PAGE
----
The Lower Mississippi River Foundation and Quapaw Canoe Company sent a full staff to attend the Lower Mississippi River Resource Assessment meeting in Helena, Arkansas, to discuss fish and wildlife needs and the recreational needs along the lower Mississippi River. Before this meeting , I had conversation with local river citizens on questions and concerns involving our great River. Since many locals couldn’t attend, I took it upon myself to give them a voice.
The Quapaw Canoe Company/Lower Mississippi River Foundation representatives were Driftwood John Ruskey, Oscar “Ojay” Donaby, Chris” Wolfie” Staudinger, and myself, Mark River. Many of our concerns where river access for the public. The Corps had maps of our section of the River from Memphis to Vicksburg with markers so we could put our suggestions and thoughts on the maps. They also had aerial photos of the surrounding area, which Driftwood used to quiz us testing our river knowledge.
We didn’t hesitate. Driftwood started out marking various suggested areas where boat ramps w
ould be convenient for river enthusiasts. Places like the confluence of the St. Francis and Mississippi River. He also brought attention to a debris blockage along a back channel in the Memphis area that we discovered and portage over during the Rivergator trip from Caruthersville to Memphis. Two of our strongest suggestions were to make Big Island a protected parklands and a reminder to save Cottonwood Island for public use.
Many locals from the Clarksdale area expressed their concern for the Desoto Lake community. Apparently, twenty years ago, there was a northern chute called “Sam White” that was accessible during high water, which created a world class fishery at Desoto Lake. The locals recalled during the spring rise it would clean and restock the lake for the summer. It flooded the bottomland forest of cottonwoods and willows creating prime spawning for all species of fish, especially bass and crappie. The land was bought by a wealthy man who had the money and political power to dam the northern chute to build a series of hunting camps. The locals have seen a decrease in numbers of fish and declining water levels every since. One local told me that people from all parts of the state would come fish and boost the economy around the lake. In recent years the family has sold the property and the locals want to remove the dam a restore a world class fishery.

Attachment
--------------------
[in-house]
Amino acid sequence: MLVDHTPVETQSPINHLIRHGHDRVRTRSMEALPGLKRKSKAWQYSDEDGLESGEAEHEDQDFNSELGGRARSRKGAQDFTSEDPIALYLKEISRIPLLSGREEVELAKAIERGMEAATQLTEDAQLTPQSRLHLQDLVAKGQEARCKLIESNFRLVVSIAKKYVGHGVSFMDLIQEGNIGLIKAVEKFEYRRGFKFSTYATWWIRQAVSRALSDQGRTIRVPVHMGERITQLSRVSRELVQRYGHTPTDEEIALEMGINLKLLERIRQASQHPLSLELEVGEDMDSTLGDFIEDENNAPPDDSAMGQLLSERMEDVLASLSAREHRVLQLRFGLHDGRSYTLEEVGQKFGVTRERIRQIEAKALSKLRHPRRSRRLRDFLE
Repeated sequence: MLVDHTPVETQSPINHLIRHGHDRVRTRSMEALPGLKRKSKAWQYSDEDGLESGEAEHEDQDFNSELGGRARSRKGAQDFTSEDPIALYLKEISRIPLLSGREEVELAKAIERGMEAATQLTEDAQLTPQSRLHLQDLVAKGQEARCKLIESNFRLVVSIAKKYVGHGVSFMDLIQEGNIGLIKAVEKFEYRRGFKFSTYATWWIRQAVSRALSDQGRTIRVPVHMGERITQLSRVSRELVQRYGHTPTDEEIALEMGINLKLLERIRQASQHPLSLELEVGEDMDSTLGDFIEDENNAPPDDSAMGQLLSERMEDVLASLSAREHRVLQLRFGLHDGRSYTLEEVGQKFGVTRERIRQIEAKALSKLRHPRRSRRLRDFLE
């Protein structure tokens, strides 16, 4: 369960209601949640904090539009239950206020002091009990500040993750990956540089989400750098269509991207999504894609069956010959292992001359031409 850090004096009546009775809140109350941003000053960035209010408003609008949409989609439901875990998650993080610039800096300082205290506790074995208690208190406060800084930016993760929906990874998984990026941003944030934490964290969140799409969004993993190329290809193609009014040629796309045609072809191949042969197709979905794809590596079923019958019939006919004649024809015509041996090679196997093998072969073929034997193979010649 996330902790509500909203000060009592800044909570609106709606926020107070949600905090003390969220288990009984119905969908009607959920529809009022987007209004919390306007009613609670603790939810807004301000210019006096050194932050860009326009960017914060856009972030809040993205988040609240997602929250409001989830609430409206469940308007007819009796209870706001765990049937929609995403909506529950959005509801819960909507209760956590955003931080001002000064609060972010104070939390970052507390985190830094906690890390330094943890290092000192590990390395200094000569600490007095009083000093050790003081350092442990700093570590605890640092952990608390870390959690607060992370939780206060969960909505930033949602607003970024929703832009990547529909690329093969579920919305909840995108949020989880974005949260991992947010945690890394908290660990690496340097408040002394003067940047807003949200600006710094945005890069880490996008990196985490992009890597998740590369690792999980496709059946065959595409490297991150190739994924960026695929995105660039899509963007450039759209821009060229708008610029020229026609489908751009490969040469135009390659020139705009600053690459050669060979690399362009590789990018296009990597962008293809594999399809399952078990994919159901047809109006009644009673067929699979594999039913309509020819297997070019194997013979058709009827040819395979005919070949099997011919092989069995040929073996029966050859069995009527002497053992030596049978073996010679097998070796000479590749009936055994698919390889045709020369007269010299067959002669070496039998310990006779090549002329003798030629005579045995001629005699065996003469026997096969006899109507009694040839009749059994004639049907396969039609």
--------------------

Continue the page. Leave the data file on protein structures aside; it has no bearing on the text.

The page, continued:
The staff was very informative on the checks and balances of the river, the importance of it’s overall systemic health and how vital it is to the introduction of the next generation of river citizens. I had a very interesting talk with new River Citizen, Jay Sherrod. He is the assistant to congressman Rick Crawford and is terrified by the idea of the navigating the River in a canoe.
I answered every one of his fears and by the end of the conversation he felt closer and more comfortable with the River.
Julia, the tourism director, looked at me and said, “what do you know, Mark River selling the River — as always!”
I reply, “facts only!”
Throughout the meeting, I realized how important the partnerships between the Corps, the Lower Mississippi River Conservation Committee, the LMRF, the Quapaw Canoe Company, 1Mississippi, and all the other groups are to the communicating factors in bringing all the Big River’s issues to the forefront. It is up to us to bring these issues from our meetings locally to engage all walks of life in our fight for a healthier, sustainable Mississippi River for generations to come. Please make the Mississippi River a priority in your life and become a River Citizen today.
Mark River is a Big River guide and teacher with the Quapaw Canoe Company, and serves as t